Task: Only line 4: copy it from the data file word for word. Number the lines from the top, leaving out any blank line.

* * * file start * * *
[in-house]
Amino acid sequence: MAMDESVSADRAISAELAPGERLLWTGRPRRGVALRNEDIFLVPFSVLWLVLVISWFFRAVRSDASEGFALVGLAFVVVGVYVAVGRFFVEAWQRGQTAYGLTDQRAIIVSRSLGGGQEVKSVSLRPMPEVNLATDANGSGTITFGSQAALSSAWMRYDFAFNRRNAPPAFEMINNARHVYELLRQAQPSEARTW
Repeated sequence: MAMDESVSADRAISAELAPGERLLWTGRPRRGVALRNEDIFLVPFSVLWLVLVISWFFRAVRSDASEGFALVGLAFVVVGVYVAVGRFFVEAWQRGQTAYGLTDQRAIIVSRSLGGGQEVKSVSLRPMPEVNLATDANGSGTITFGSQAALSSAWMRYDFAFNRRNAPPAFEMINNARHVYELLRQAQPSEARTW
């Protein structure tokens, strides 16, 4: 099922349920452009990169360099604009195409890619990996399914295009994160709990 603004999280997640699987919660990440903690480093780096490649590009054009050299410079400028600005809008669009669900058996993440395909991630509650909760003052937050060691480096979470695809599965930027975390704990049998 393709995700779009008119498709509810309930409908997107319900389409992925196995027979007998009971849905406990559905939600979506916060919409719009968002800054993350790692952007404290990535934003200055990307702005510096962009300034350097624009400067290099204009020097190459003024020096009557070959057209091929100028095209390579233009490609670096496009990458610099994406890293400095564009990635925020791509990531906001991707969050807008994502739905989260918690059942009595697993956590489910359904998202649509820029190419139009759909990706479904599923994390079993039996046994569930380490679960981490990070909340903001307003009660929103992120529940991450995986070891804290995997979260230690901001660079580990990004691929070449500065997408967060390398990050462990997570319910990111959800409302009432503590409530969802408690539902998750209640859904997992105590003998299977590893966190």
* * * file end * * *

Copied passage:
């Protein structure tokens, strides 16, 4: 099922349920452009990169360099604009195409890619990996399914295009994160709990 603004999280997640699987919660990440903690480093780096490649590009054009050299410079400028600005809008669009669900058996993440395909991630509650909760003052937050060691480096979470695809599965930027975390704990049998 393709995700779009008119498709509810309930409908997107319900389409992925196995027979007998009971849905406990559905939600979506916060919409719009968002800054993350790692952007404290990535934003200055990307702005510096962009300034350097624009400067290099204009020097190459003024020096009557070959057209091929100028095209390579233009490609670096496009990458610099994406890293400095564009990635925020791509990531906001991707969050807008994502739905989260918690059942009595697993956590489910359904998202649509820029190419139009759909990706479904599923994390079993039996046994569930380490679960981490990070909340903001307003009660929103992120529940991450995986070891804290995997979260230690901001660079580990990004691929070449500065997408967060390398990050462990997570319910990111959800409302009432503590409530969802408690539902998750209640859904997992105590003998299977590893966190």